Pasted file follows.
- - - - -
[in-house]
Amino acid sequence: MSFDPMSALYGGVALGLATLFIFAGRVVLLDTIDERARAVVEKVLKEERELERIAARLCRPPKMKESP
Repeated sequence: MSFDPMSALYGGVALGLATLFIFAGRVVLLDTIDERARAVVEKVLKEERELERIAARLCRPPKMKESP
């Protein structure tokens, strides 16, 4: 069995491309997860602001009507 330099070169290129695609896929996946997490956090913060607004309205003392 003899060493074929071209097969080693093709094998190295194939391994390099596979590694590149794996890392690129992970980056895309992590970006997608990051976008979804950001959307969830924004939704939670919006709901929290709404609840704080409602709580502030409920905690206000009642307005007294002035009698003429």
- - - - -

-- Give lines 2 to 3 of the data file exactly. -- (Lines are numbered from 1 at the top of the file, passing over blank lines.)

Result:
Amino acid sequence: MSFDPMSALYGGVALGLATLFIFAGRVVLLDTIDERARAVVEKVLKEERELERIAARLCRPPKMKESP
Repeated sequence: MSFDPMSALYGGVALGLATLFIFAGRVVLLDTIDERARAVVEKVLKEERELERIAARLCRPPKMKESP